It’s now been 36 day since I broke my jaw. Since then, it has has been held shut with rubber bands and I’ve been on a liquid diet (which, as you can imagine, is pretty miserable). So, naturally, I’ve made a list of the things that I miss about opening my mouth.
This category covers solid foods in general, but especially sausage sandwiches – I haven’t had one for years, but from the day after my surgery I’ve been desperately craving one!
You don’t realise how much you love chewing food until you’re not able to. I just want to bite, chew and taste something. I’m so bored of soup.
So now all of my food has to be liquid as well as gluten free. It really does rule a lot of things out!
The silver lining? I can have entire cartons of custard in one sitting, and no one can judge me.
It wasn’t until week 4 that I was able to open my mouth enough to use a spoon. One thing’s for sure, I’ll never take spoons – or any other cutlery – for granted again.
Until then, everything was drunk through a sippy cup. Not only did all ‘food’ have to be blended until little more than water, but I looked like a child whilst drinking it.
It takes some time to learn how to talk whilst keeping your teeth together. Sounds ‘th’ and ‘sss’ are particularly difficult. Plus, when you meet strangers, they have absolutely no idea what you’re doing – and it’s difficult to explain!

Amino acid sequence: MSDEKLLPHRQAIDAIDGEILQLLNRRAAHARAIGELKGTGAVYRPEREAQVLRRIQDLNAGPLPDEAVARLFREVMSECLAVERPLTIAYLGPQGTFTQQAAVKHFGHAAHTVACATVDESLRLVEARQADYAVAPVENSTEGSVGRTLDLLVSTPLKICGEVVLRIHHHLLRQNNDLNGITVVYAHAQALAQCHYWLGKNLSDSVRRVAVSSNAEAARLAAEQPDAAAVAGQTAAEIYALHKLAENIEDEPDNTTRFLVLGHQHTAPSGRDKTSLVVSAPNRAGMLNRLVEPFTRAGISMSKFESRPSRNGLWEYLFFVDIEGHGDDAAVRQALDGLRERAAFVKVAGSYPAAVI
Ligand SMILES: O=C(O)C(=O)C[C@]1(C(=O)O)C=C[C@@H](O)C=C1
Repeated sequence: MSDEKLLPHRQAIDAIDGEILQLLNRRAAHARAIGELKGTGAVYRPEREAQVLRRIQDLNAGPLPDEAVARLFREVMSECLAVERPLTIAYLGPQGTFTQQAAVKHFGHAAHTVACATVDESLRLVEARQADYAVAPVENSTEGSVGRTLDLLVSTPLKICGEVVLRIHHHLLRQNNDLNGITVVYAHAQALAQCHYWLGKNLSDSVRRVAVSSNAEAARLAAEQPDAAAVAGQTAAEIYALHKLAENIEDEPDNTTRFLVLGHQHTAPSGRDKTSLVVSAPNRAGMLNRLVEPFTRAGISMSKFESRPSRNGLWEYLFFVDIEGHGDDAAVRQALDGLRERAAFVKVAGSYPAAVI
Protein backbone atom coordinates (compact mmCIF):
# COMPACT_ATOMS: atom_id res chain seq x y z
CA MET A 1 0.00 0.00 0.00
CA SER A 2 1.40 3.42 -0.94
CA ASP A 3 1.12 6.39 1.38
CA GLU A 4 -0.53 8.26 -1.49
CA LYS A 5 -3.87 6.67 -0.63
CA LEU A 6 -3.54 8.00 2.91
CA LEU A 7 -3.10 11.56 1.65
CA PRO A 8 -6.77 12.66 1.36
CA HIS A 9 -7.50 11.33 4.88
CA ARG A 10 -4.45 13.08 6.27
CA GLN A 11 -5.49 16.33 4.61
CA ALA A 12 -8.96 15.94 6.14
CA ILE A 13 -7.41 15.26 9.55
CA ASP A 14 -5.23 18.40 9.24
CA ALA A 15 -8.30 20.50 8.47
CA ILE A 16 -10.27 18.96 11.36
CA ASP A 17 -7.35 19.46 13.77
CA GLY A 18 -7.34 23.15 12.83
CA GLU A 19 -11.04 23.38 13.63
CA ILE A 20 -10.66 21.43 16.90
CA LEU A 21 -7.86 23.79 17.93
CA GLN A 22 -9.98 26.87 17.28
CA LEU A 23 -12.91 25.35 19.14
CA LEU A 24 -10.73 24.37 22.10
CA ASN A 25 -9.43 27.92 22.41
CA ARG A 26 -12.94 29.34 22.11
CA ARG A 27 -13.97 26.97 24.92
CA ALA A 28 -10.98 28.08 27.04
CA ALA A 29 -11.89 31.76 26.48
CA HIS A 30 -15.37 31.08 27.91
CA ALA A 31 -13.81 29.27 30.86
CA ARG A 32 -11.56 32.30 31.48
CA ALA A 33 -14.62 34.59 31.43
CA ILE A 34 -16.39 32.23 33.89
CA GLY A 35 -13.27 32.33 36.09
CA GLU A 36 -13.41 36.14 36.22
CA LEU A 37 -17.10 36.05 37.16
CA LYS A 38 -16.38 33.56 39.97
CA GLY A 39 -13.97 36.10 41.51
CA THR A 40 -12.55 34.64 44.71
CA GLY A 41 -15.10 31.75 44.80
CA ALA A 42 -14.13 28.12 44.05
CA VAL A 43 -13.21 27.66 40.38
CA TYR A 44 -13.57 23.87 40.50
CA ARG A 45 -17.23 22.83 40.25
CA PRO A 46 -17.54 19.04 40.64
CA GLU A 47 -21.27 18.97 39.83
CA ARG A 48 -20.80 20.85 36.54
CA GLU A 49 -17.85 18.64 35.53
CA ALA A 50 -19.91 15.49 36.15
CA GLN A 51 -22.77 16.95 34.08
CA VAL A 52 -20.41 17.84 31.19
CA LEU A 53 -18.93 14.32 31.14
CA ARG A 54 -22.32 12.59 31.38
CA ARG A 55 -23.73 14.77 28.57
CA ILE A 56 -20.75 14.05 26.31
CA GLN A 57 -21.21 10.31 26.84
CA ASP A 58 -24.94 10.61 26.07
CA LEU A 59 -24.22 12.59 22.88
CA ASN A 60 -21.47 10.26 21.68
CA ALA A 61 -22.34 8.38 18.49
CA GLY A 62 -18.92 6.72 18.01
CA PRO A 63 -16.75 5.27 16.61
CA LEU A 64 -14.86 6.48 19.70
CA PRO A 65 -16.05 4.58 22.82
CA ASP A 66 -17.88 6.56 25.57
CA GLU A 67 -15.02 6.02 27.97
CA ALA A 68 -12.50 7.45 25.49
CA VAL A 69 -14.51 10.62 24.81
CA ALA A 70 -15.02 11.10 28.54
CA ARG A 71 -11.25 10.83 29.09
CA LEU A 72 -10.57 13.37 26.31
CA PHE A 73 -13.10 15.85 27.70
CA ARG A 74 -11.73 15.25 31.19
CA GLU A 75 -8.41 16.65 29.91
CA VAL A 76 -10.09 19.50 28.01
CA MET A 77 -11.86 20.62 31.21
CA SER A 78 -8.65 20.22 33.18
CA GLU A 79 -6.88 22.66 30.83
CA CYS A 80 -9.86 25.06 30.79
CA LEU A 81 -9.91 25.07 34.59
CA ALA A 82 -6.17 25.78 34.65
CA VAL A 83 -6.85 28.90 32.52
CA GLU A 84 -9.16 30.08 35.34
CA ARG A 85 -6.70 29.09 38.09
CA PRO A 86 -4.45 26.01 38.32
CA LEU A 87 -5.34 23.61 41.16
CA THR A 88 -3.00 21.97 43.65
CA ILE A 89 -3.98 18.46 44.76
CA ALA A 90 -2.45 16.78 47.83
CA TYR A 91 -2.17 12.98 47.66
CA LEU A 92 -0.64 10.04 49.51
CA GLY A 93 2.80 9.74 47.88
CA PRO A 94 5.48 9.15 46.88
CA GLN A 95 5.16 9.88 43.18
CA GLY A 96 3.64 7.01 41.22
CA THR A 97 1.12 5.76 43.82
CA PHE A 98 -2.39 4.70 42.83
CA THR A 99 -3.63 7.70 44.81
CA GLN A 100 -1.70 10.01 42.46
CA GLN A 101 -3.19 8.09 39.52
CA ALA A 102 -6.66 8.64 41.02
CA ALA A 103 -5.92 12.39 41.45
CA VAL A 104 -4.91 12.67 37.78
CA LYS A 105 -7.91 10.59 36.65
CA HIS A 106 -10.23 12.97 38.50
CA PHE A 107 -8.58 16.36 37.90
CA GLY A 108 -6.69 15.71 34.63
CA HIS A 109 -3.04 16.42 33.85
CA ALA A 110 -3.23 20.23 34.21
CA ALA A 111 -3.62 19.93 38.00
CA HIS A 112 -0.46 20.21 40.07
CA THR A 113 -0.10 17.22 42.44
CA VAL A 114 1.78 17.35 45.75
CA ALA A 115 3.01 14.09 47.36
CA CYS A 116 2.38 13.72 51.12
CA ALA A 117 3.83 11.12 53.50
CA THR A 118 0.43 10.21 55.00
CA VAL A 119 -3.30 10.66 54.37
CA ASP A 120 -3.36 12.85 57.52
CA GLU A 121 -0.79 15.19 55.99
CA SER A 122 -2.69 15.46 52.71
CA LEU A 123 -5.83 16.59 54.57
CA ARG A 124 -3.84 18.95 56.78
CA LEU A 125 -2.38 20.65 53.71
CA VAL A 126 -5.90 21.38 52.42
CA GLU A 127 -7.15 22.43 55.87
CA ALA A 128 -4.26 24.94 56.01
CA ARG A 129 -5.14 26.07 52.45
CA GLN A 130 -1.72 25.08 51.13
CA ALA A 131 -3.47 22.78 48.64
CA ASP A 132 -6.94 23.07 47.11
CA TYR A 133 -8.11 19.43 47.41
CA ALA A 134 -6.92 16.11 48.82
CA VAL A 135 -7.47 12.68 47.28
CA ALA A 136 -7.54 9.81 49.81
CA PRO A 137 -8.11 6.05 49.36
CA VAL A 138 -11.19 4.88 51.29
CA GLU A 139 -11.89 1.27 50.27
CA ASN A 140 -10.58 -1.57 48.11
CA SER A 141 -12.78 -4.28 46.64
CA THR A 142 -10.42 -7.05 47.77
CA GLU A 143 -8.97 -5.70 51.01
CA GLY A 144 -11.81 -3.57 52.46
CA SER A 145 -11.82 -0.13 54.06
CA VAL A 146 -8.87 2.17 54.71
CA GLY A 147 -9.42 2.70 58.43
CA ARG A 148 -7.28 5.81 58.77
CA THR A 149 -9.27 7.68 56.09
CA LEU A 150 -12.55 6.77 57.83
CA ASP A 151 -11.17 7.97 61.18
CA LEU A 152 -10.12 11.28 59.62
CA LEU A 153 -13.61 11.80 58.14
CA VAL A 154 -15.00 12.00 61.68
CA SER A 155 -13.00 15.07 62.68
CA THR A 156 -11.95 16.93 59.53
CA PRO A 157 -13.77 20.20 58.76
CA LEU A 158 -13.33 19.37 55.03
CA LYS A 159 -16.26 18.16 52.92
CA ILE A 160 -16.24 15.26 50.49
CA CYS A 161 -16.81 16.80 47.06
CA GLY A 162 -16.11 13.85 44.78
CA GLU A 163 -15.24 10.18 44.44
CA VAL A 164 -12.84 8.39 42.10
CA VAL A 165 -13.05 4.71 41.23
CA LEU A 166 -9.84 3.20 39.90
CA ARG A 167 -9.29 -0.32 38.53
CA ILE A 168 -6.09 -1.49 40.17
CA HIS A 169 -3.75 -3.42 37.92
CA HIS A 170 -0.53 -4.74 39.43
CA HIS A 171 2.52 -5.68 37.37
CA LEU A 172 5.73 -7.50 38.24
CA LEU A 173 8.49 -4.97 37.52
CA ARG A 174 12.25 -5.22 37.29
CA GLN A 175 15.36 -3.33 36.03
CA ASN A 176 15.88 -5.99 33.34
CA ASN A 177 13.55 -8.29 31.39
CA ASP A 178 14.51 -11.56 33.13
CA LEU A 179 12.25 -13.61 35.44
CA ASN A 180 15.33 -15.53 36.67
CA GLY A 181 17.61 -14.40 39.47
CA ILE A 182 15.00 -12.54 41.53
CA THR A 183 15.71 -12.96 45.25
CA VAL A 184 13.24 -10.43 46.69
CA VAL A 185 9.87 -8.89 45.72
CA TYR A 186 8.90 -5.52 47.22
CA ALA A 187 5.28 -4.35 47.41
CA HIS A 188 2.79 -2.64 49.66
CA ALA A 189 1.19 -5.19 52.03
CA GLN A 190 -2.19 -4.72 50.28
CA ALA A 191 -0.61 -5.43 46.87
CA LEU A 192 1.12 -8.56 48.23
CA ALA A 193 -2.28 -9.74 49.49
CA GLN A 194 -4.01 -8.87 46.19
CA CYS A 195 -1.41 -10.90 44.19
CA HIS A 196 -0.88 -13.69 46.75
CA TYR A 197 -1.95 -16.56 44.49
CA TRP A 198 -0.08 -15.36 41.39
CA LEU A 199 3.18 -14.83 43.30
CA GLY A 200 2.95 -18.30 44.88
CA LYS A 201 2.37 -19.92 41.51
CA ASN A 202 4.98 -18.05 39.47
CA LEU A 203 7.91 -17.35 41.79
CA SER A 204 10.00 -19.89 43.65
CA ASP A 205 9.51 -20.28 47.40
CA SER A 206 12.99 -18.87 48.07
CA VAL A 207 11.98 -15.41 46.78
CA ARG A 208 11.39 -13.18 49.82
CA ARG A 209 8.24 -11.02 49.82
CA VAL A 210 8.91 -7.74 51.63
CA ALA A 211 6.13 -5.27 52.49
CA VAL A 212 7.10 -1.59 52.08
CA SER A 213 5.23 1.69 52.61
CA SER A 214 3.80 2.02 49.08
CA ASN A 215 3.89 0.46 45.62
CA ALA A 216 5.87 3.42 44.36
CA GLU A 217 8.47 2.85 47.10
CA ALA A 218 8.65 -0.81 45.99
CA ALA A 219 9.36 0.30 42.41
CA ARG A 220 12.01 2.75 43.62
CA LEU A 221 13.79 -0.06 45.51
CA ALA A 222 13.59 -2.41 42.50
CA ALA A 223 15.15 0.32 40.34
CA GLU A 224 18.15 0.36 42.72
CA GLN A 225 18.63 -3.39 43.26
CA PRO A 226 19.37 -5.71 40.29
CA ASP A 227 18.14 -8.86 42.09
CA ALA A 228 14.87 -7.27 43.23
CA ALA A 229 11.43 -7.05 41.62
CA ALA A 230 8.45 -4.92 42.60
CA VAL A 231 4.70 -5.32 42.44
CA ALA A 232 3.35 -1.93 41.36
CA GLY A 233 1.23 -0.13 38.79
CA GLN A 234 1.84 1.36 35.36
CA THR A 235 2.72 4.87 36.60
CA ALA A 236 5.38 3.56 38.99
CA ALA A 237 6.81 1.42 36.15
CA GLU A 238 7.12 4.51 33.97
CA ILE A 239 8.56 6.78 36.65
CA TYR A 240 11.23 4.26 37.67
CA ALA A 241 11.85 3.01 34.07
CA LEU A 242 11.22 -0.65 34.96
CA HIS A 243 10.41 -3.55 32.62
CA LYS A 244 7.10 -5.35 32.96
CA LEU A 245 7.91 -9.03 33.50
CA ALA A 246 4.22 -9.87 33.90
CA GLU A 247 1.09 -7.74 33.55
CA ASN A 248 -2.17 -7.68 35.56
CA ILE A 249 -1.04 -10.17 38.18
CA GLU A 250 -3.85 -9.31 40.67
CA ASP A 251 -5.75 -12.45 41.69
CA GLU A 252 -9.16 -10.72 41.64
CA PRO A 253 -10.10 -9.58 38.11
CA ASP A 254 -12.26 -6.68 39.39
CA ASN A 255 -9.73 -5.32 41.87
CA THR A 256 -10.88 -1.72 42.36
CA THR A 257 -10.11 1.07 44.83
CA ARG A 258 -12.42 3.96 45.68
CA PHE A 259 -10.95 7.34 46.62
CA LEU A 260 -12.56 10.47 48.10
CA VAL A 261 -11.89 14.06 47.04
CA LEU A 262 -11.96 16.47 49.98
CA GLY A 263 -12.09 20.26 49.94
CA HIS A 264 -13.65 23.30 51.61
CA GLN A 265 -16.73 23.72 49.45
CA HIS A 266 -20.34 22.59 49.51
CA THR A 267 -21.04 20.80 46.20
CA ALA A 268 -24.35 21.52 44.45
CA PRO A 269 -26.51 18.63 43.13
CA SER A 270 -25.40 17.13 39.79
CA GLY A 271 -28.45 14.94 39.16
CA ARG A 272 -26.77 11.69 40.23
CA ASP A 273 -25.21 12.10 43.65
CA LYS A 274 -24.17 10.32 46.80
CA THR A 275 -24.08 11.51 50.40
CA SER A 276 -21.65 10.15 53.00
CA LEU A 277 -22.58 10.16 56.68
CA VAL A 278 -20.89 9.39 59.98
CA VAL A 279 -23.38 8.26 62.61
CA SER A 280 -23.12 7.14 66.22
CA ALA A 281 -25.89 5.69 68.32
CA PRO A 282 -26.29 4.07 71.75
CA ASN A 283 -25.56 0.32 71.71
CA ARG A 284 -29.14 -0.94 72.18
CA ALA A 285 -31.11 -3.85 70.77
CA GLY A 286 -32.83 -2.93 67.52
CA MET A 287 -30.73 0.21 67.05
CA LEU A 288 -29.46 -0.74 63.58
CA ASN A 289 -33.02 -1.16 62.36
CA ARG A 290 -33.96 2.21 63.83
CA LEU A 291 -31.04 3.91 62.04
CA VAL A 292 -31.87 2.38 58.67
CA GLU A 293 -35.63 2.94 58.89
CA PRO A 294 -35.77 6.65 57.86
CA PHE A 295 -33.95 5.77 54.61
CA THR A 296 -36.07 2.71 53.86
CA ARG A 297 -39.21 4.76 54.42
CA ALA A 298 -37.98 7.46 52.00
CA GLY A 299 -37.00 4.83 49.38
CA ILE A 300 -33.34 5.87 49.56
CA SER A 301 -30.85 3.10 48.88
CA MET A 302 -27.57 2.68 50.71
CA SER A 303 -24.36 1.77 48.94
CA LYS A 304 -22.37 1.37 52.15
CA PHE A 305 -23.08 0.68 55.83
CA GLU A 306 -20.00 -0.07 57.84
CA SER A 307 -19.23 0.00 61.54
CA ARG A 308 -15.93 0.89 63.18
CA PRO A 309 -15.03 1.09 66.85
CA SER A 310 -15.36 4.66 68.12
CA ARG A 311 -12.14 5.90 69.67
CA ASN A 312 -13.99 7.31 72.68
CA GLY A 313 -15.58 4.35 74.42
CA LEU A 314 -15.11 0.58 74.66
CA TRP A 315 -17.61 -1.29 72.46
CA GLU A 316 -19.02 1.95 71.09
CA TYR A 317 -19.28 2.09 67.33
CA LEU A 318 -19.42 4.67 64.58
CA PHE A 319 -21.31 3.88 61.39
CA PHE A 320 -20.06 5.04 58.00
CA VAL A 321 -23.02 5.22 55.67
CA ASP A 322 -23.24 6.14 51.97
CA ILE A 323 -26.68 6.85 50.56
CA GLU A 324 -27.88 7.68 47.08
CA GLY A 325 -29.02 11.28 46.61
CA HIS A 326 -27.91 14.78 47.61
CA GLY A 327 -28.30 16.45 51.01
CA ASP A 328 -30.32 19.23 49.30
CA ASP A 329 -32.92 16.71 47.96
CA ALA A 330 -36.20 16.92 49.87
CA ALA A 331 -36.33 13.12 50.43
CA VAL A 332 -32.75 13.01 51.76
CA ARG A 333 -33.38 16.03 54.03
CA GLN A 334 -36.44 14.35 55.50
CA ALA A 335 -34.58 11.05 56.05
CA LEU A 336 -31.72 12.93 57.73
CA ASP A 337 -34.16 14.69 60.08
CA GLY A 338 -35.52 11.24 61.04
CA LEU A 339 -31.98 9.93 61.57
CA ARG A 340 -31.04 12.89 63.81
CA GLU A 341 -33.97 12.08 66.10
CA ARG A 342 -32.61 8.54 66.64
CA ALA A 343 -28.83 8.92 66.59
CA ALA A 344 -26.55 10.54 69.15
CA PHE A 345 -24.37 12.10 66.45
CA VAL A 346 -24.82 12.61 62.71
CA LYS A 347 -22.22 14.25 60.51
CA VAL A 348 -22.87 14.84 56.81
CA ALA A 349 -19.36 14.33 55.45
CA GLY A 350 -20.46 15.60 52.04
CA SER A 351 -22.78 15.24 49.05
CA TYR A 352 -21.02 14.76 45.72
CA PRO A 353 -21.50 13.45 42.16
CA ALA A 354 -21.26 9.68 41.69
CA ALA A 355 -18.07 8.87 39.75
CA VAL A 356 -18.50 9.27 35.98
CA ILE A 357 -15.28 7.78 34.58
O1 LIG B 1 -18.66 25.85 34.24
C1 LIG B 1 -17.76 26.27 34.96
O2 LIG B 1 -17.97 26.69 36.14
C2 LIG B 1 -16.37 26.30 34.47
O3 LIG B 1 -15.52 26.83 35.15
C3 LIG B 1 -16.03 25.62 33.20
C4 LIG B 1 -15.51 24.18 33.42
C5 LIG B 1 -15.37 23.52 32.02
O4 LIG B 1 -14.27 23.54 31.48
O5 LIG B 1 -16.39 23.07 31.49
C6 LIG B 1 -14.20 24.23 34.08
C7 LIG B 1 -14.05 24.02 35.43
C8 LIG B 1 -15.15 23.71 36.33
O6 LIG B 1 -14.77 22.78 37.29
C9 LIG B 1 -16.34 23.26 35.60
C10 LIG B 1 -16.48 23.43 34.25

Brushing my teeth
I know, it’s disgusting. But for a few weeks I couldn’t open my mouth, so only the front of my teeth were getting brushed (with a special baby’s toothbrush that I was forced to buy).
I did get a – what I’m sure is 100% alcohol – mouthwash from the hospital to use. I can tell it’s doing something from the way my mouth burns and my eyes water every time I use it.
As a kid, I hated the dentist. Now, I can’t wait to go and get a deep clean!
Not having braces
I’ve had braces. Been there, done that. I was 11, and I didn’t really care – everyone had them, and I wanted straight teeth.
Now, as a 24 year old woman, it looks like I have them again. Technically they’re not – they’re ‘arch bars’ which are used to keep my jaw in line – but other people don’t know that!
It’s eye-opening to realise how self-conscious I am of them now that I’m older, and something that I definitely need to address.
Cuddles can only be done on one side, opposite the side of the broken jaw. Plus, people are generally scared to squeeze me too tightly, in case I break.
Laying on my left side
I love laying on my left side in bed – that’s how I get cosy! Trying to sleep on the other side, or my back, just isn’t the same.
Not having a broken jaw
It’s safe to say that I cannot wait until my jaw is healed, and I can do all of the things that we take for granted. That being said, I am terrified of the moment that the doctors set me free, and I have to trust that my jaw has healed properly.
Does that make a wimp? Probably!